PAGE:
• Home
  • About
  • Guest Post

    A more relaxed Army

    Posted by Sean at 02:13, June 10th, 2005

    The US Army is still having trouble hitting its recruitment targets:

    The U.S. Army, facing recruiting woes and a reorganized force, will relax requirements for new officers, welcoming older candidates and allowing more tolerance of past minor crimes, officials said on Thursday.

    Trying to stem the loss of current personnel, the Army also has made it more difficult to kick soldiers out of the military for alcohol or drug abuse, being overweight or “unsatisfactory performance,” according to a recent memo.

    At least there’s no talk of letting in the non-closeted homos, who would clearly spell doom for the Republic.

    Those cell phones can do anything

    Posted by Sean at 00:47, June 10th, 2005

    Interesting mini-article on the Nikkei:

    Honda, Matsushita Electric, and about 120 other companies will introduce a system that allows the use of cellular phones to cast votes at general shareholder meetings. Many corporations are giving more consideration to individual shareholders and are urging the exercise of individual voting rights by increasing the convenience [of the system]. The number of corporations that allow Internet-based voting is also expected to increase to around 300. The IT-ization of the operations side of shareholder meetings has been advancing, with the ease with which shareholders can see their wishes reflected in company policy increasing accordingly.

    This represents a big shift. Their influence is not what it once was, but the 総会屋 (soukaiya: “general” + “meeting” + “shopkeeper”) are still around, and I assume that allowing people to vote remotely–surely that’s the purpose of Internet voting?–is to no small degree a move to counter them.

    I wasn’t going to write my own explanation of what the soukaiya do, but there doesn’t seem to be a good, concise definition that I can link to as a primary source. This Mainichi article from a few years ago gives a representative sample of their activities. The soukaiya basically buy small numbers of shares in a company, dig up some of its management’s nastier doings (every company has nasty doings ready for digging, of course) and threaten to disrupt the general shareholders’ meeting if not given hush money. Some of them are tied to vast networks of gangsters, but many are independent. Those not ambitious enough to poke around for scandalous material have been known to simply show up and start blurting out inanities in the hopes that someone will give them a few hundred bucks to shut the hell up. Beats working at 7-Eleven, apparently.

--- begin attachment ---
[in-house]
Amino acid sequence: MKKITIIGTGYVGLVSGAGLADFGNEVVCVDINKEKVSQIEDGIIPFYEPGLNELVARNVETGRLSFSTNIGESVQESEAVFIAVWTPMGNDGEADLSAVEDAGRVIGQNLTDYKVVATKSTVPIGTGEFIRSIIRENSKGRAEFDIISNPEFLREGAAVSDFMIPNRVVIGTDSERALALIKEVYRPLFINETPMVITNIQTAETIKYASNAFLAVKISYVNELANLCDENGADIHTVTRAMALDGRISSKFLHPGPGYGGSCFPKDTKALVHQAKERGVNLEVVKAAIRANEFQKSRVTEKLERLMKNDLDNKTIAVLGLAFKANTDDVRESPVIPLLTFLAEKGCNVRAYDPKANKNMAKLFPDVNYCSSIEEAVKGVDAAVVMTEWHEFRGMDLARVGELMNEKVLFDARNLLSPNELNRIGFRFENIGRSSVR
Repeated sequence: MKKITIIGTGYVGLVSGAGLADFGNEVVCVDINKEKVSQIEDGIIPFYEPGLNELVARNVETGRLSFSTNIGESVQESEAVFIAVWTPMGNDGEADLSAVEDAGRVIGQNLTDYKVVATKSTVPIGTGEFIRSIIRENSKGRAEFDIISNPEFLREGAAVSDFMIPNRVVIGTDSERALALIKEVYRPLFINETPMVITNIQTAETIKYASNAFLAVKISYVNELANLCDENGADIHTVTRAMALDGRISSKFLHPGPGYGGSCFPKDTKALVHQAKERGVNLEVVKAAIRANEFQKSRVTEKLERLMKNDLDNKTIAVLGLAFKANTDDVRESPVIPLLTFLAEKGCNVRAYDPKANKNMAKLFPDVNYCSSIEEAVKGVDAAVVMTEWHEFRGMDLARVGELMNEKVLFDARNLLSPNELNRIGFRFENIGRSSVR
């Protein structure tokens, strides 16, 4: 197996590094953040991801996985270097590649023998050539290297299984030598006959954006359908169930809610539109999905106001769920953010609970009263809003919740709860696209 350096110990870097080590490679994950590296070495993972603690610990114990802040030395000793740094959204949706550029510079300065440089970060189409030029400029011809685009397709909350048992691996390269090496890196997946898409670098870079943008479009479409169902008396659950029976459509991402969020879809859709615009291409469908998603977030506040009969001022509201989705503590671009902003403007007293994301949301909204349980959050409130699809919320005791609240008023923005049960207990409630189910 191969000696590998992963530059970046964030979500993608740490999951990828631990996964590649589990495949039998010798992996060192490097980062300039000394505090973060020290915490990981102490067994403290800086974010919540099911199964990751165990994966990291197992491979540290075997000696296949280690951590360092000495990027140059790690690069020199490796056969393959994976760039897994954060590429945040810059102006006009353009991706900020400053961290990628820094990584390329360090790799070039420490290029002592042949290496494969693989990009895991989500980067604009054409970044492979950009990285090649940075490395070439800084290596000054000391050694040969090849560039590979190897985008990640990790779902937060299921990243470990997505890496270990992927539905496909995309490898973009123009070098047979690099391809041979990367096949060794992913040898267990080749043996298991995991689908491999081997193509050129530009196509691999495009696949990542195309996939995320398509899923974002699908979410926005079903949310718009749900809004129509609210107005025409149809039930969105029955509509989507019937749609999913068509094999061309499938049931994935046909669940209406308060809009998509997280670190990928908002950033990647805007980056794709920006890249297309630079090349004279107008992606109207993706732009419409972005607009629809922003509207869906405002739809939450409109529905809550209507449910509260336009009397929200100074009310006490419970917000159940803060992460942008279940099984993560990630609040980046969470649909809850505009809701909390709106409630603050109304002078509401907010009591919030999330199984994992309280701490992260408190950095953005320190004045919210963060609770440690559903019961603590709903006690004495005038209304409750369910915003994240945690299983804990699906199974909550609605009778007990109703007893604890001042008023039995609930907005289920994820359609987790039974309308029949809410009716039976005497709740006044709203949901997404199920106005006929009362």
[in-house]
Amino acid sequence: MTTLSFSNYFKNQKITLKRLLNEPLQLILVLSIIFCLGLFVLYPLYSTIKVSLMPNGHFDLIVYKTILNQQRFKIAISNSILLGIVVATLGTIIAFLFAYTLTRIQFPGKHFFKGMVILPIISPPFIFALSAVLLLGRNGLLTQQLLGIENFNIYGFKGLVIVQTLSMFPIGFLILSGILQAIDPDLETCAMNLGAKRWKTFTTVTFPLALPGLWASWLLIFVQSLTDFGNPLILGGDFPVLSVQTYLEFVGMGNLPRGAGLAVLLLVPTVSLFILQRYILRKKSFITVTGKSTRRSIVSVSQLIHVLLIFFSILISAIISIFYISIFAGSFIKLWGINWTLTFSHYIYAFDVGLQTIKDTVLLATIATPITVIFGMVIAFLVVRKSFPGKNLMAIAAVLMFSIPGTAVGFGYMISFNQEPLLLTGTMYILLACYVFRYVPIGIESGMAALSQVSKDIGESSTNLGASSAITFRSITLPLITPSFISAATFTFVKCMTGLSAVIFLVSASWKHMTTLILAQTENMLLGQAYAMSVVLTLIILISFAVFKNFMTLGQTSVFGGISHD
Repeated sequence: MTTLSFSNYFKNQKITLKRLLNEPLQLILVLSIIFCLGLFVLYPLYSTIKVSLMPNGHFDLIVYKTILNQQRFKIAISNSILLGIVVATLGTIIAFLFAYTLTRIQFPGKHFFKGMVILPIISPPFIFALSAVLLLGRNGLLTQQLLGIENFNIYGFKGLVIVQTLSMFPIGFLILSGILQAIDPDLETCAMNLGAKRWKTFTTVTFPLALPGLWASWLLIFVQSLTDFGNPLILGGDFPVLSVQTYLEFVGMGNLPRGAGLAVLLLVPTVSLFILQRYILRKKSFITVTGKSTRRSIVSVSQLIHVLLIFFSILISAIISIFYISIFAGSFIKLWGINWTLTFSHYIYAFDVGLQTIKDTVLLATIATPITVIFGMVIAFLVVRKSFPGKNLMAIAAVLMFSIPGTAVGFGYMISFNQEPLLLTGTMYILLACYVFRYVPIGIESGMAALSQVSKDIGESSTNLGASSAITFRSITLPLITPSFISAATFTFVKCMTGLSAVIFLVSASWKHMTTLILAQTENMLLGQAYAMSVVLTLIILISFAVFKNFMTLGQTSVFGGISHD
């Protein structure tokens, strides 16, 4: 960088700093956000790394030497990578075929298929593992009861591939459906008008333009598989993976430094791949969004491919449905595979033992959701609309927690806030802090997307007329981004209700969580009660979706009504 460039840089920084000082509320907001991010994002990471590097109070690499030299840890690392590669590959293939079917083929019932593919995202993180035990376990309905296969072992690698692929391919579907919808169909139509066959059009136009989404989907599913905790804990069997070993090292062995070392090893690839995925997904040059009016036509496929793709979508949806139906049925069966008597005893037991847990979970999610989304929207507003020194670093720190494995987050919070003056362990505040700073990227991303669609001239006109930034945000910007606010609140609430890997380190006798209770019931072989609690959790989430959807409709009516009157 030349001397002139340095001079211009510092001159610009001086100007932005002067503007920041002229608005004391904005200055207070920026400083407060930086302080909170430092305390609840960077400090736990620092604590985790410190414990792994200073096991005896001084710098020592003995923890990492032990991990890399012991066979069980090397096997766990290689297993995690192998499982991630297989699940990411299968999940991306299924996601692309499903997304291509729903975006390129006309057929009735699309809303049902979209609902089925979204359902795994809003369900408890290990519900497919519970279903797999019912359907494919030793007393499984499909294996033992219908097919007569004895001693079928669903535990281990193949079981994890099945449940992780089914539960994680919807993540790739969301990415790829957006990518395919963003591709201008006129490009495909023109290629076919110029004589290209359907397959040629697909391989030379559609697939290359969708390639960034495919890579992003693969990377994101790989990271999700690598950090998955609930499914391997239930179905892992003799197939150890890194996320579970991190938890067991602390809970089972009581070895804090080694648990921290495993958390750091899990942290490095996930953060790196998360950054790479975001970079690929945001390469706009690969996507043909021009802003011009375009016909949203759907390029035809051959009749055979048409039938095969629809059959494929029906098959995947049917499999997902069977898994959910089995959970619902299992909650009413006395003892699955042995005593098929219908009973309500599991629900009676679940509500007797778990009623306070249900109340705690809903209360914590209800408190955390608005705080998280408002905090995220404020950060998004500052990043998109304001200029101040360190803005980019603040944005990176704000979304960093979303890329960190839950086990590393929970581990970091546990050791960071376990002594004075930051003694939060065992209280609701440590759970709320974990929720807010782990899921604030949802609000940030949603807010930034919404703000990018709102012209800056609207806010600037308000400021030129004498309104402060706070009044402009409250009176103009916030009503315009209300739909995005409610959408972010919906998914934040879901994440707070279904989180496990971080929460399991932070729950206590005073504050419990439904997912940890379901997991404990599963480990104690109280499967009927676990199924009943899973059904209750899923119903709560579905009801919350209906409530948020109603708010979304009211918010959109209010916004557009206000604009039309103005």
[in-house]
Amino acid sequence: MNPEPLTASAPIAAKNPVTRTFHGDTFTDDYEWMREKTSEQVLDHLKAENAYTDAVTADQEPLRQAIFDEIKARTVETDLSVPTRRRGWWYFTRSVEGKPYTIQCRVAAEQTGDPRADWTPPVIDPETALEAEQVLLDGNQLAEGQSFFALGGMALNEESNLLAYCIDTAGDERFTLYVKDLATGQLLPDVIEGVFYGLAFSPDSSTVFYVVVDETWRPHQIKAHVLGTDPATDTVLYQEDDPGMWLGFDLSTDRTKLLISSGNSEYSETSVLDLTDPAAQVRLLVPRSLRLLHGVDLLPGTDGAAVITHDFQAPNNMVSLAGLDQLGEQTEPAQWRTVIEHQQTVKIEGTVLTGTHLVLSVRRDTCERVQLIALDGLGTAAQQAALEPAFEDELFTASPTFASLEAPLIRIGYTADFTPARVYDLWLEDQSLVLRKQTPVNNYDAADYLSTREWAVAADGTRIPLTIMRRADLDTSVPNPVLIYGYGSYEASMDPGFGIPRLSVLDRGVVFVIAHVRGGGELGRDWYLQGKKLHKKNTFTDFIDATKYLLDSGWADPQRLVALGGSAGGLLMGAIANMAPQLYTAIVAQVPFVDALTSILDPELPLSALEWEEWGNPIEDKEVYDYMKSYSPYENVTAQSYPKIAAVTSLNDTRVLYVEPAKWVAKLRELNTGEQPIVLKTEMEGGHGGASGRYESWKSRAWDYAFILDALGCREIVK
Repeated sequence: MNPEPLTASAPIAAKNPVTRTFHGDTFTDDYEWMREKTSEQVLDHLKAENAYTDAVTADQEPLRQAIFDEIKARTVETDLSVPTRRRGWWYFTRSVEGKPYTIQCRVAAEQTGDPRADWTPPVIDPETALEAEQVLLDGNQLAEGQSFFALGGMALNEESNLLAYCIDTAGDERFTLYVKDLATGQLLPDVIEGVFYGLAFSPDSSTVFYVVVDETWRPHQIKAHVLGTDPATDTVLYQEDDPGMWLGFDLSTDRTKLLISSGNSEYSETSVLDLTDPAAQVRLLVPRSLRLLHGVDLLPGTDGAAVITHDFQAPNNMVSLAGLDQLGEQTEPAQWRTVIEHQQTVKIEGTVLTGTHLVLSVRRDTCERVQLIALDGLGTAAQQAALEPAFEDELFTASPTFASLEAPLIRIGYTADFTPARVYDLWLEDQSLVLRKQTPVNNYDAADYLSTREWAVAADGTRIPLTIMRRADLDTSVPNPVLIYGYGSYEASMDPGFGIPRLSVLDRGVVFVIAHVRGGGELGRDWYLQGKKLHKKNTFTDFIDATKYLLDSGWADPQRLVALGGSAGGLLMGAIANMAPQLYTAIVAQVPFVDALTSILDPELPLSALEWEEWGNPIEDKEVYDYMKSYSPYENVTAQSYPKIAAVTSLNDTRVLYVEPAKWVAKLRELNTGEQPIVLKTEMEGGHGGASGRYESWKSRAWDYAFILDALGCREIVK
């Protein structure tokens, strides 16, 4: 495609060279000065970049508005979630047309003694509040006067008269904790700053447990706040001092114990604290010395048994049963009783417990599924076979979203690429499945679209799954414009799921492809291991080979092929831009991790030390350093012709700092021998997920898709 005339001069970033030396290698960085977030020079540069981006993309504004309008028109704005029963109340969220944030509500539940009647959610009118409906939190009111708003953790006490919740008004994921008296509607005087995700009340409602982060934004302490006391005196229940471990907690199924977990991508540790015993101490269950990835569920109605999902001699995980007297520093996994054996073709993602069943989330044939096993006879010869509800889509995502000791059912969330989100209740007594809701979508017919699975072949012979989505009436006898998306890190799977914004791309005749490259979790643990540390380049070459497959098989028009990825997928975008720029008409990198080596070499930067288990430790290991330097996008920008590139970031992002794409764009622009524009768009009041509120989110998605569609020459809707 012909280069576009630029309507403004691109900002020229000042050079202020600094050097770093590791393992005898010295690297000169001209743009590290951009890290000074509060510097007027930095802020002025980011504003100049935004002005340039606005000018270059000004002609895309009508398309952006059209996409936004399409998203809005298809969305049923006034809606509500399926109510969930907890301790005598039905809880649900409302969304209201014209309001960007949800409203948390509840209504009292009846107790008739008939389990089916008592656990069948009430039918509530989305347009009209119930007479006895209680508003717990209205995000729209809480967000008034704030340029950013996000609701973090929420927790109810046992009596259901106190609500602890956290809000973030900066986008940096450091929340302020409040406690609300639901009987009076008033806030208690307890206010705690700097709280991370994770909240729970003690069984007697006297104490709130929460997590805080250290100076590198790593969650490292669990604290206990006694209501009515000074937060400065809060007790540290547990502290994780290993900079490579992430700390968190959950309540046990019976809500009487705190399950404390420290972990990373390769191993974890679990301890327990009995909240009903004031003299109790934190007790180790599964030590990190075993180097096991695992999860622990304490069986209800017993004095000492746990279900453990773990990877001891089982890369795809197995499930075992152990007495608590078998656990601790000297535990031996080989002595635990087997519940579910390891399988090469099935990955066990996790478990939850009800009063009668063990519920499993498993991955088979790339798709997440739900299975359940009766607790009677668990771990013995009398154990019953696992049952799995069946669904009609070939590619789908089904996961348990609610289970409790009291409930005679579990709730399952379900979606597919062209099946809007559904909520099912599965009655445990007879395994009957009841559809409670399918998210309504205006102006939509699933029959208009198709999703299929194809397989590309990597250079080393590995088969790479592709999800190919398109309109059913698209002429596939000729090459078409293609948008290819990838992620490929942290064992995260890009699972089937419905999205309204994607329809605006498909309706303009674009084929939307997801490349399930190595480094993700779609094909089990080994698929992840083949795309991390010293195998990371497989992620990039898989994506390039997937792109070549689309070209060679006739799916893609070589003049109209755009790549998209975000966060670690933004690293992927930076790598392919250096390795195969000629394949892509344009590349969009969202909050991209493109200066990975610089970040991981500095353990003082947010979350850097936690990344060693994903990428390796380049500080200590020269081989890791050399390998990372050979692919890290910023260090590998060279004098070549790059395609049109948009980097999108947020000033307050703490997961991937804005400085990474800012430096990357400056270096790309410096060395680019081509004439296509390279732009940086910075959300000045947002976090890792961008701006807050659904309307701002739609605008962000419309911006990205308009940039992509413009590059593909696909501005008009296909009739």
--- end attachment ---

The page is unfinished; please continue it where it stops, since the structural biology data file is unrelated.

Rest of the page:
Of course, soukaiya are the interesting problem. The more mundane but far-reaching problem has been that many Japanese companies engage in mutual shareholding. The big banks were required to sell off their mutually-held shares, and though many other companies within conglomerates have retained them among themselves, the result has been an overall increase in the number of small shareholders. Whether financial transparency has really increased enough for them to have any idea what they’re voting about is debatable, but the fact that air is being let in is encouraging.

    SDF to buy unmanned spycraft from US

    Posted by Sean at 22:20, June 9th, 2005

    Sleeping too soundly? Get a load of the participial modifier that begins this Asahi article:

    Fearing a flare-up in North Korea at any time, the Defense Agency has abandoned plans for the domestic production of a high-altitude reconnaissance aircraft and will purchase U.S.-made planes instead, sources said.

    They said the decision was made because strengthened surveillance of airspace around Japan has become a priority, given the uncertain situation on the Korean Peninsula.

    Analysts said it likely would have taken a decade for Japan to deploy a domestically produced unmanned aerial vehicle (UAV). The Pentagon operates several UAV versions, so deploying one that fits Defense Agency needs should be no problem, the sources said.

    The aircraft would be used not only for patrol and reconnaissance over Japanese airspace, but could also be used for intelligence gathering from North Korea-even while flying in Japan’s Air Defense Identification Zones (ADIZ), which establishes the boundaries for territorial airspace.

    A Defense Agency study team visited the United States in April for a first-hand look at what UAVs actually do. Members focused on high-altitude aircraft like the Global Hawk and Predator as well as the low-altitude Fire Scout and Eagle Eye.

    I don’t know that the DPRK is going to erupt at Japan any time soon–though the SDF should be able to predict better than I can. I do know (this is something I’ve remarked on before) that the feeling of living in Japan is completely different from that of living in the States. If you’re good at spatial relations, you know that map in your head that appears whenever you read the name of a country or think about the location of a city? When you’re in America, of course, the only close-by major countries are Mexico and Canada. Our closest enemy is Cuba, and it hasn’t exactly been making many belligerent noises lately.

    In Japan, you’re within spitting distance of the DPRK, one of the craziest regimes on the planet, which tests missiles by flying them over your head and has been known to sneak onto your shores and snatch your citizens. Moving westward, you also have China, the most populous country in the world, a rising economic competitor whose citizens alternate between gratefully taking jobs and consuming goods created by your enterprises, on the one hand, and demonstrating against you, on the other. It treats nearby democracy Taiwan as a renegade province. Even South Korea, the other democracy in the region, has bitter memories of being occupied by you within the last century and is not always amicable.